Background: Unhealthy behaviors (eg, poor food choices) contribute to obesity and numerous negative health outcomes, including multiple types of cancer and cardiovascular and metabolic diseases. To promote healthy food choice, diet interventions should build on the dual-system model to target the regulation and reward mechanisms that guide eating behavior. Episodic future thinking (EFT) has been shown to strengthen regulation mechanisms by reducing unhealthy food choice and temporal discounting (TD), a process of placing greater value on smaller immediate rewards over larger future rewards. However, these interventions do not target the reward mechanisms that could support healthy eating and strengthen the impact of EFT-anchored programs. Increasing positive affect (PosA) related to healthy food choices may target reward mechanisms by enhancing the rewarding effects of healthy eating. An intervention that increases self-regulation regarding unhealthy foods and the reward value of healthy foods will likely have a greater impact on eating behavior compared with interventions focused on either process alone. Objective: This study aimed to introduce a protocol that tests the independent and interactive effects of EFT and PosA on TD, food choice, and food demand in overweight and obese adults. Methods: This protocol describes a factorial, randomized, controlled pilot study that employs a 2 (affective imagery: positive, neutral) by 2 (EFT: yes, no) design in which participants are randomized to 1 of 4 guided imagery intervention arms. In total, 156 eligible participants will complete 2 lab visits separated by 5 days. At visit 1, participants complete surveys; listen to the audio guided imagery intervention; and complete TD, food demand, and food choice tasks. At visit 2, participants complete TD, food demand, and food choice tasks and surveys. Participants complete a daily food frequency questionnaire between visits 1 and 2. Analyses will compare primary outcome measures at baseline, postintervention, and at follow-up across treatment arms. Results: Funding notification was received on April 27, 2017, and the protocol was approved by the institutional review board on October 6, 2017. Feasibility testing of the protocol was conducted from February 21, 2018, to April 18, 2018, among the first 32 participants. As no major protocol changes were required at the end of the feasibility phase, these 32 participants were included in the target sample of 156 participants. Recruitment, therefore, continued immediately after the feasibility phase. When this manuscript was submitted, 84 participants had completed the protocol. Conclusions: Our research goal is to develop novel, theory-based interventions to promote and improve healthy decision-making and behaviors. The findings will advance decision-making research and have the potential to generate new neuroscience and psychological research to further understand these mechanisms and their interactions. Trial Registration: ISRCTN Registry ISRCTN11704675; http://www.isrctn.com/ISRCTN11704675 (Archived by WebCite at http://www.webcitation.org/760ouOoKG) International Registered Report Identifier (IRRID): DERR1-10.2196/12265

  • Source: Eglin Air Force Base (Samuel King Jr); Copyright: US Air Force; URL: https://www.eglin.af.mil/News/Article-Display/Article/391747/medical-group-recognized-for-newborn-hearing-procedures/; License: Public Domain (CC0).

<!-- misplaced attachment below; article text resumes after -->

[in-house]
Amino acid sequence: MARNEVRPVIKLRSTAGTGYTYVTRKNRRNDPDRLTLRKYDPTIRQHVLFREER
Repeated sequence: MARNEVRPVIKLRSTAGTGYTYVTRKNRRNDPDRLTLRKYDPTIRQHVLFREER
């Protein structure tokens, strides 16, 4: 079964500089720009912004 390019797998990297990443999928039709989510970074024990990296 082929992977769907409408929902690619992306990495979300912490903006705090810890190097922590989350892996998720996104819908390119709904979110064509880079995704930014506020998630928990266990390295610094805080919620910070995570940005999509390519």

Genetic Determinants of Ototoxicity During and After Childhood Cancer Treatment: Protocol for the PanCareLIFE Study

    Abstract:

    Background: Survival rates after childhood cancer now reach nearly 80% in developed countries. However, treatments that lead to survival and cure can cause serious adverse effects with lifelong negative impacts on survivor quality of life. Hearing impairment is a common adverse effect in children treated with cisplatin-based chemotherapy or cranial radiotherapy. Ototoxicity can extend from high-tone hearing impairment to involvement of speech frequencies. Hearing impairment can impede speech and language and neurocognitive development. Although treatment-related risk factors for hearing loss following childhood cancer treatment have been identified, the individual variability in toxicity of adverse effects after similar treatment between childhood cancer patients suggests a role for genetic susceptibility. Currently, 12 candidate gene approach studies have been performed to identify polymorphisms predisposing to platinum-induced ototoxicity in children being treated for cancer. However, results were inconsistent and most studies were underpowered and/or lacked replication. Objective: We describe the design of the PanCareLIFE consortium’s work packages that address the genetic susceptibility of platinum-induced ototoxicity. Methods: As a part of the PanCareLIFE study within the framework of the PanCare consortium, we addressed genetic susceptibility of treatment-induced ototoxicity during and after childhood cancer treatment in a large European cohort by a candidate gene approach and a genome-wide association screening. Results: This study included 1124 survivors treated with cisplatin, carboplatin, or cranial radiotherapy for childhood cancer, resulting in the largest clinical European cohort assembled for this late effect to date. Within this large cohort we defined a group of 598 cisplatin-treated childhood cancer patients not confounded by cranial radiotherapy. The PanCareLIFE initiative provided, for the first time, a unique opportunity to confirm already identified determinants for hearing impairment during childhood cancer using a candidate gene approach and set up the first international genome-wide association study of cisplatin-induced direct ototoxicity in childhood cancer patients to identify novel allelic variants. Results will be validated in an independent replication cohort. Patient recruitment started in January 2015 and final inclusion was October 2017. We are currently performing the analyses and the first results are expected by the end of 2019 or the beginning of 2020.  Conclusions: Genetic factors identified as part of this pan-European project, PanCareLIFE, may contribute to future risk prediction models that can be incorporated in future clinical trials of platinum-based therapies for cancer and may help with the development of prevention strategies. International Registered Report Identifier (IRRID): DERR1-10.2196/11868